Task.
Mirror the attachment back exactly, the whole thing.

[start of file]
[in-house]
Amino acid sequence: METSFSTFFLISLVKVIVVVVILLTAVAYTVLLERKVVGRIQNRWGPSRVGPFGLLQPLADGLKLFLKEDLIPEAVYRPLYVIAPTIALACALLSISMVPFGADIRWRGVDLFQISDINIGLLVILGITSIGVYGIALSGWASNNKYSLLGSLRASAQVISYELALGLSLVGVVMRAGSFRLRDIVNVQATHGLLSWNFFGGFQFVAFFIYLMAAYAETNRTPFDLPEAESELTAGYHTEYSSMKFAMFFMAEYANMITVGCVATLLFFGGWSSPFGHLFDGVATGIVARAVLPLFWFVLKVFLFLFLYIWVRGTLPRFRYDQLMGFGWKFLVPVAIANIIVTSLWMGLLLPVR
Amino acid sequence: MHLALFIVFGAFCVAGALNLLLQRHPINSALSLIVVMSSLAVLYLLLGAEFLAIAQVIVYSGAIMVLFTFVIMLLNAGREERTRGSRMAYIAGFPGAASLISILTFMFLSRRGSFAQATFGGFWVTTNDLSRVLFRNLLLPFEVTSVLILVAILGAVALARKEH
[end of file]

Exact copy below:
[in-house]
Amino acid sequence: METSFSTFFLISLVKVIVVVVILLTAVAYTVLLERKVVGRIQNRWGPSRVGPFGLLQPLADGLKLFLKEDLIPEAVYRPLYVIAPTIALACALLSISMVPFGADIRWRGVDLFQISDINIGLLVILGITSIGVYGIALSGWASNNKYSLLGSLRASAQVISYELALGLSLVGVVMRAGSFRLRDIVNVQATHGLLSWNFFGGFQFVAFFIYLMAAYAETNRTPFDLPEAESELTAGYHTEYSSMKFAMFFMAEYANMITVGCVATLLFFGGWSSPFGHLFDGVATGIVARAVLPLFWFVLKVFLFLFLYIWVRGTLPRFRYDQLMGFGWKFLVPVAIANIIVTSLWMGLLLPVR
Amino acid sequence: MHLALFIVFGAFCVAGALNLLLQRHPINSALSLIVVMSSLAVLYLLLGAEFLAIAQVIVYSGAIMVLFTFVIMLLNAGREERTRGSRMAYIAGFPGAASLISILTFMFLSRRGSFAQATFGGFWVTTNDLSRVLFRNLLLPFEVTSVLILVAILGAVALARKEH